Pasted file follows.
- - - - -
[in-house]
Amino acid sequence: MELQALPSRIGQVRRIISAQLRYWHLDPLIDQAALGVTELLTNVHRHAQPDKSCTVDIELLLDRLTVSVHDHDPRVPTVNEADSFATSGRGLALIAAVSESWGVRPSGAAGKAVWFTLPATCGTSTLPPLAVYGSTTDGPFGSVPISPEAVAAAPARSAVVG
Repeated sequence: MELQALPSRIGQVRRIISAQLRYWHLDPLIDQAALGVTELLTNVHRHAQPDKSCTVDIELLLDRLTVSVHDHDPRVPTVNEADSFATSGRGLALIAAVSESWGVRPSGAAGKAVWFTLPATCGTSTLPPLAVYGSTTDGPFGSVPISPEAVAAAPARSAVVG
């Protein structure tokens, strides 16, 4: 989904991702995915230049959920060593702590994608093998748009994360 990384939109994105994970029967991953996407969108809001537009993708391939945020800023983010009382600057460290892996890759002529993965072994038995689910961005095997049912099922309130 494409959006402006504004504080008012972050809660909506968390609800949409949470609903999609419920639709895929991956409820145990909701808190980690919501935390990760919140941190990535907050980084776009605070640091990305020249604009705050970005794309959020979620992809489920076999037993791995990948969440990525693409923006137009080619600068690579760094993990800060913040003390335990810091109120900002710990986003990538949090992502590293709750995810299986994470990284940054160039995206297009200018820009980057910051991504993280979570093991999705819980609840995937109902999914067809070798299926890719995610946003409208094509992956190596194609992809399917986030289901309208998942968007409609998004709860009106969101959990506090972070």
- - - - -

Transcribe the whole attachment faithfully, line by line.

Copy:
[in-house]
Amino acid sequence: MELQALPSRIGQVRRIISAQLRYWHLDPLIDQAALGVTELLTNVHRHAQPDKSCTVDIELLLDRLTVSVHDHDPRVPTVNEADSFATSGRGLALIAAVSESWGVRPSGAAGKAVWFTLPATCGTSTLPPLAVYGSTTDGPFGSVPISPEAVAAAPARSAVVG
Repeated sequence: MELQALPSRIGQVRRIISAQLRYWHLDPLIDQAALGVTELLTNVHRHAQPDKSCTVDIELLLDRLTVSVHDHDPRVPTVNEADSFATSGRGLALIAAVSESWGVRPSGAAGKAVWFTLPATCGTSTLPPLAVYGSTTDGPFGSVPISPEAVAAAPARSAVVG
């Protein structure tokens, strides 16, 4: 989904991702995915230049959920060593702590994608093998748009994360 990384939109994105994970029967991953996407969108809001537009993708391939945020800023983010009382600057460290892996890759002529993965072994038995689910961005095997049912099922309130 494409959006402006504004504080008012972050809660909506968390609800949409949470609903999609419920639709895929991956409820145990909701808190980690919501935390990760919140941190990535907050980084776009605070640091990305020249604009705050970005794309959020979620992809489920076999037993791995990948969440990525693409923006137009080619600068690579760094993990800060913040003390335990810091109120900002710990986003990538949090992502590293709750995810299986994470990284940054160039995206297009200018820009980057910051991504993280979570093991999705819980609840995937109902999914067809070798299926890719995610946003409208094509992956190596194609992809399917986030289901309208998942968007409609998004709860009106969101959990506090972070």